CMS watch: Queen’s Engineering Society adopts Drupal

I’ve written about CMS platforms before and how they’re finally getting greater usage among large institutions like universities. Back then, it was about how Queen’s adopted Apache Lenya, perhaps a lesser-known CMS, in a pilot project to unify Faculty and Department websites. Having a common “look & feel” is important to an institution such as University, if it wants to present itself as professional and competent; besides this it also makes content much easier to manage. That was why I was pleasantly surprised to see the Engineering Society of Queen’s adopt Drupal to manage their website.

Firstly, I am an engineering student, so it’s good to see other engineers out there who have seen the same interests as me. Additionally, it’s good to see that a CMS such as Drupal was chosen, as it’s been making headway in other universities as well. I’ve been playing with Drupal on my test box at home for about a month or so, and so far I’m very impressed with the quality of the system and the modules that are used to extend or add functionality. All of the modules are very structured, and adhere to a strict format, making them easy to install and configure. All things considered, it’s a very professional system – proof that open source software can be up to the quality of “professional” solutions.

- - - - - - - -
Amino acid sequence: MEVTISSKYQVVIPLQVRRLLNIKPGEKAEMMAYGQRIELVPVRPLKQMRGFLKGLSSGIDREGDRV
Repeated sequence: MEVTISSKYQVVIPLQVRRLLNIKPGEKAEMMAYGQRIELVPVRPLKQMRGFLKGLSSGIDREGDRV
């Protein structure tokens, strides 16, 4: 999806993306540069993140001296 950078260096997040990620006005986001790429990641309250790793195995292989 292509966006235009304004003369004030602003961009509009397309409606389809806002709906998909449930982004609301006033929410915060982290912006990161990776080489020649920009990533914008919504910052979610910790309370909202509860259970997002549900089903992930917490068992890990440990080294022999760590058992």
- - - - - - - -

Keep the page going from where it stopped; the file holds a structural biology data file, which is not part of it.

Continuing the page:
Though one thing bothers me a bit. The main Queen’s site is apparently being run off of Apache Lenya, as mentioned above, and a pilot program is currently in the works. It’s been slowly introduced, so far, to manage the ECE Department’s site, and this is intended to test the viability of the CMS. If all is good, it’ll eventually be rolled out to a wider audience, as I understand it. However, with smaller sites such as EngSoc using Drupal (and other groups undoubtedly using something different, or no CMS at all), I wonder what will happen when the time comes for everything to be brought under one umbrella.

I generally don’t like being rigid, but for a site-wide website, I believe a single CMS or at least a unified system should be used. Obviously, this doesn’t mean the current actions towards Lenya or Drupal are bad; they’re obviously better than what was previously being used. But, a single CMS makes things easier to manage. I can understand EngSoc being a bit more independent, since it’s not run by the University, but oneness can have its advantages. Personally, I would have been happy to see everything run off Drupal, but I’m sure the web folks at Queen’s had their reasons for selecting Lenya.

Well, whatever happens, I’m using this opportunity to get involved. (finally) I’ve volunteered to help maintain the EngSoc website for next year, my last year of university, so hopefully I’ll be able to learn a thing or two and maybe improve a few things. We’ll see!

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